Charging the price of an expensive car for a garden variety amino acid, one we eat every day.
A year ago, the Food and Drug Administration (FDA) approved a “drug” called Endari to treat sickle cell disease, which afflicts about 100,000 Americans of African descent and around 25 million more outside the US. Price tag: $28,000 a year.
So what is Endari? Anything approved by the FDA legally becomes a “drug,” but the agency itself describes this “drug” as just a higher dose of L-glutamine, a common amino acid that is in our food and that our bodies also make. Amino acids are the building blocks for protein and we also use them for other purposes. For example, glutamine converts into GABA which naturally calms us and relieves anxiety or alternatively converts into glutamate which stimulates us. Because of all the ways we use it, Glutamine is the most abundant amino acid in our body.
So here we have a “drug” intended to help Americans of African descent that is just a garden variety amino acid, but because it has been approved by the FDA, now costs more than $500 per week. Normally “drugs” benefit from two government monopoly grants: first a patent and then FDA approval. That ensures no competition and freedom to price at will.
Glutamine, being a natural substance, cannot be patented stand alone, but the FDA approval still guarantees a monopoly, because nobody else will want to pay the cost of entering the market. The total cost of gaining approval averages in the billions. Even Endari, approved under the “Orphan Drug Act,” would have cost enough to keep a competitor out, and in addition the FDA would not look well on a second application under that Act. FDA approval is also crucial because Medicaid and Medicare and Veterans will then pay for it. They will not pay for a supplement, even if it is the same thing, even if it costs less than a tenth as much.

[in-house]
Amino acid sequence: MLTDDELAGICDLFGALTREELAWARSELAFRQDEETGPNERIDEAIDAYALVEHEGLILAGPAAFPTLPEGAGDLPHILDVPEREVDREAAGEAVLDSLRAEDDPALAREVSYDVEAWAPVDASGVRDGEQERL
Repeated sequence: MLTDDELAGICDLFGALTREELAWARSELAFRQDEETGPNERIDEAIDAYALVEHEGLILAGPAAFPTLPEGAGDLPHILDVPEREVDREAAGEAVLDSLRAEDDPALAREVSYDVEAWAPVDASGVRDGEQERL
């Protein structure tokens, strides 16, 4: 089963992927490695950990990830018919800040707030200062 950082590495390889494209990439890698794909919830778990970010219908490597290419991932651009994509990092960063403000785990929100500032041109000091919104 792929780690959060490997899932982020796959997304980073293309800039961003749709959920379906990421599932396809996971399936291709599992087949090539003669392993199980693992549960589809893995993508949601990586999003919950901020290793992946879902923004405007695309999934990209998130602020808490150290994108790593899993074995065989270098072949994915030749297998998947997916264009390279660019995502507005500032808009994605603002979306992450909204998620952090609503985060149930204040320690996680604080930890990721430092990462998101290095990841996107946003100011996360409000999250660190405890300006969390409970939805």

There is still an existing drug for sickle cell disease called hydroxyurea, which also costs less than a tenth as much as Endari, but which has serious side effects. The insert warns of anemia and leukemia, and in addition it may not work. Nevertheless, some insurance companies are telling doctors to continue to use hydroxyurea first. They are not of course telling doctors to do the logical thing which is to use the supplement form of glutamine.
This whole story is described in more detail in an article by Alan Gaby, MD in the April 2018 Townsend Letter. Dr. Gaby is a widely respected authority on nutritionally based medicine and the author of a vast storehouse of information called Nutritional Medicine.